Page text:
Background: Hospitalists often care for patients who have substance use disorders as well as patients who are incarcerated. Availability of medications for substance use disorders (MSUD) varies based on state law and access varies based on facility, city, and county. Since hospitalization presents a unique opportunity to prevent negative consequences of substance use disorders, it is important for hospitalists to evaluate each patient with one or more these diagnoses for medical treatment. Similarly, hospitalists should offer MSUD to those who are incarcerated for whom it is indicated. One barrier to doing so, however, is not knowing if that medication will be continued when the patient is discharged from the hospital back to prison. In this study, we sought to determine what medications for substance use disorders are available in the prisons throughout New Mexico.
Methods: Each of 11 prisons in New Mexico were contacted in August 2021. The caller requested to speak with an inpatient unit and was advised that a hospital physician was seeking to understand what MSUDs were available in the prison to determine what medications may safely be started in the hospital and continued in prison. The caller asked ‘does the prison have a formulary they can share via email?’ and if so it was asked to be faxed or emailed. If there was not a formulary that could be shared, the caller asked: – is Suboxone available?- is methadone available?- is Sublocade shot available?- is naltrexone shot available?- is naltrexone pills available?- is acamprosate available?- is buproprion with naltrexone shot for methamphetamine use disorder for inmates?Up to 3 attempts were made to obtain responses.
Results: No one could be reached to answer the questions above in 3 of 11 state prisons. Four of 11 prisons had medications for opioid use disorder; 4 had buprenorphine (3 had buprenorphine extended release and one had intramuscular buprenorphine/naloxone); none could give methadone; 1 had intramuscular naltrexone available. One prison indicated they could order buprenorphine if needed. One prison had intramuscular naltrexone, one carried oral naltrexone, and one could order it to treat alcohol use disorder. No prison had recommended medical treatment for methamphetamine use disorder available of dual therapy with intramuscular naltrexone and bupropion.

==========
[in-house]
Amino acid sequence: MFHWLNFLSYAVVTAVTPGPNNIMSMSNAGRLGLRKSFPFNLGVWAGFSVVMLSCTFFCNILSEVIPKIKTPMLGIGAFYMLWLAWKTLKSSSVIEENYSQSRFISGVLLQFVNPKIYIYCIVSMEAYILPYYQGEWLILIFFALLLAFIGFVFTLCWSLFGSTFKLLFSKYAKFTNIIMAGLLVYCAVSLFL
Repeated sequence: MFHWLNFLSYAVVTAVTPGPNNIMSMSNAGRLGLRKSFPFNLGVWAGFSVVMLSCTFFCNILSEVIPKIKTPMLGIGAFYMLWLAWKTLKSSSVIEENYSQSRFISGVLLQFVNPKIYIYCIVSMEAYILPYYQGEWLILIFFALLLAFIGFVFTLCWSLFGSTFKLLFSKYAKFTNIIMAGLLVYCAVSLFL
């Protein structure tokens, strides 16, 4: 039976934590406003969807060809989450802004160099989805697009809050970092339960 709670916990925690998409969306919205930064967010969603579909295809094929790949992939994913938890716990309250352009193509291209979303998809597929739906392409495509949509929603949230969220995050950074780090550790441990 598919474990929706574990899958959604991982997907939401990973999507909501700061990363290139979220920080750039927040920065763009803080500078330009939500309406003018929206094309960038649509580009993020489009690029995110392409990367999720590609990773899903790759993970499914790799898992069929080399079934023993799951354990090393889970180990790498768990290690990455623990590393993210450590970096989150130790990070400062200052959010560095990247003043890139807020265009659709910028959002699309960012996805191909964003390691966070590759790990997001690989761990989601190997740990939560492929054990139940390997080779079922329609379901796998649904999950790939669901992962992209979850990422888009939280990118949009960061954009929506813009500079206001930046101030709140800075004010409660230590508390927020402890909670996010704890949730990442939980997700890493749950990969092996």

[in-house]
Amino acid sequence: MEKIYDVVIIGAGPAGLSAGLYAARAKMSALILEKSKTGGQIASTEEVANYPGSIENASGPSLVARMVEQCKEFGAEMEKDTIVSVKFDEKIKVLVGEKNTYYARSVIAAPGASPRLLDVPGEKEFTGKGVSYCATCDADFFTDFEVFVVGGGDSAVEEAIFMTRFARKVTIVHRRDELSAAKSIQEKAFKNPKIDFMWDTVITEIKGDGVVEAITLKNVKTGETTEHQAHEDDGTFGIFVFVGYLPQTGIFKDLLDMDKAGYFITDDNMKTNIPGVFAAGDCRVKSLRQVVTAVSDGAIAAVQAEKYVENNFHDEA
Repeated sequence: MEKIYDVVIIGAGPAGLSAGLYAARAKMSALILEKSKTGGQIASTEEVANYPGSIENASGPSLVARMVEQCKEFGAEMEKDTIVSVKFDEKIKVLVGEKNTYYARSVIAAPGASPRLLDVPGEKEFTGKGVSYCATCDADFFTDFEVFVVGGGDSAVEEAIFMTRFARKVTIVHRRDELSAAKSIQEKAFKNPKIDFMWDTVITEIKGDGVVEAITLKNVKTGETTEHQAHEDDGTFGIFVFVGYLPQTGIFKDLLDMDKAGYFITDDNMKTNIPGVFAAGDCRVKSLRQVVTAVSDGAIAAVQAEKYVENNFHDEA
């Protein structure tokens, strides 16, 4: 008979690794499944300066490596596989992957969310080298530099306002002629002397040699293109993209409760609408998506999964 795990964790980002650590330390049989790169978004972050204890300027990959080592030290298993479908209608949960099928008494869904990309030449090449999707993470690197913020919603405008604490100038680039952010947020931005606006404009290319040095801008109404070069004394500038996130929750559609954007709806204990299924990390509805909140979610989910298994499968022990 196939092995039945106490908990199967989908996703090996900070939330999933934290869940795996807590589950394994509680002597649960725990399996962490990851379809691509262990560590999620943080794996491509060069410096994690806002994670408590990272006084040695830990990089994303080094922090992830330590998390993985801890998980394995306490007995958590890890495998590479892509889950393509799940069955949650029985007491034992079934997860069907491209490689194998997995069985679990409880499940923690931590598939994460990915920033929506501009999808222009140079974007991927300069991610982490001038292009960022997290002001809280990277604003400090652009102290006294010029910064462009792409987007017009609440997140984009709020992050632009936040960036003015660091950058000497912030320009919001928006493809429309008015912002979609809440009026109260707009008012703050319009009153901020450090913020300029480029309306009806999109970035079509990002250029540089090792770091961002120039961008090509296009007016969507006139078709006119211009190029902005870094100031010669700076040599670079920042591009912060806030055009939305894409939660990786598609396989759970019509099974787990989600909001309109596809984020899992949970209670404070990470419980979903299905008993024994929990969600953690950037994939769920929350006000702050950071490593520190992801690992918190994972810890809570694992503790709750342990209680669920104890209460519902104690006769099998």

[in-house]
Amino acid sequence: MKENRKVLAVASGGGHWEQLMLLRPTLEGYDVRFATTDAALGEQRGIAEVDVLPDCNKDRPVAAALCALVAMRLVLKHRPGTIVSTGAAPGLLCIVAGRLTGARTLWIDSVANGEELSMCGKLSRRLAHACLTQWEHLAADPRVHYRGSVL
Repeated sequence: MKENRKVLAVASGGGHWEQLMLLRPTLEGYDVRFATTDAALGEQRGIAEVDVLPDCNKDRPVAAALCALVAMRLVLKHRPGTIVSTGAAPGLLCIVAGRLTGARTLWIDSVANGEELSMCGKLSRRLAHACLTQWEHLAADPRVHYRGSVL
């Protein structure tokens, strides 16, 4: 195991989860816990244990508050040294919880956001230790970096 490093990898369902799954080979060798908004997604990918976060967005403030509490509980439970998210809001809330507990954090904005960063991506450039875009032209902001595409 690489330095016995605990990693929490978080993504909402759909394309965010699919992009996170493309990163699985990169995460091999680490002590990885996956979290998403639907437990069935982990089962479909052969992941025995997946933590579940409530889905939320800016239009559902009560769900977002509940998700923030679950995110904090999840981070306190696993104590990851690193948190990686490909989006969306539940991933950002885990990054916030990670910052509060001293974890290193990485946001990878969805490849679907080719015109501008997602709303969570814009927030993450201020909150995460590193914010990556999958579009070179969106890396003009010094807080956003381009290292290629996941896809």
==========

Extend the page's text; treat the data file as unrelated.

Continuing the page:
Conclusions: Medications for substance use disorders (MSUD) are first line treatments, and hospitalists are increasingly involved in starting these medications during admissions. In one predominantly rural state with a high prevalence of substance use disorders, there were barriers to determining what MSUD are available in prisons and there was wide variability between MSUD availability. Furthermore, standard treatments hospitalists would recommend and order were infrequently available.The results of this study highlight that in at least one state’s prisons there are multiple barriers to hospitalists ensuring patients who are incarcerated can receive MSUD. Given the heterogeneity of treatments available after discharge, hospitalists may not know what to prescribe out of concern the medical treatments they offer will be stopped. Most significantly, patients who released to prison uncommonly have MSUD available to them. Hospitalists may wish to collaborate with interprofessional teams to determine MSUD availability in prison, and also cultivate relationships with prison health officials to improve communication about treatments and also access to care.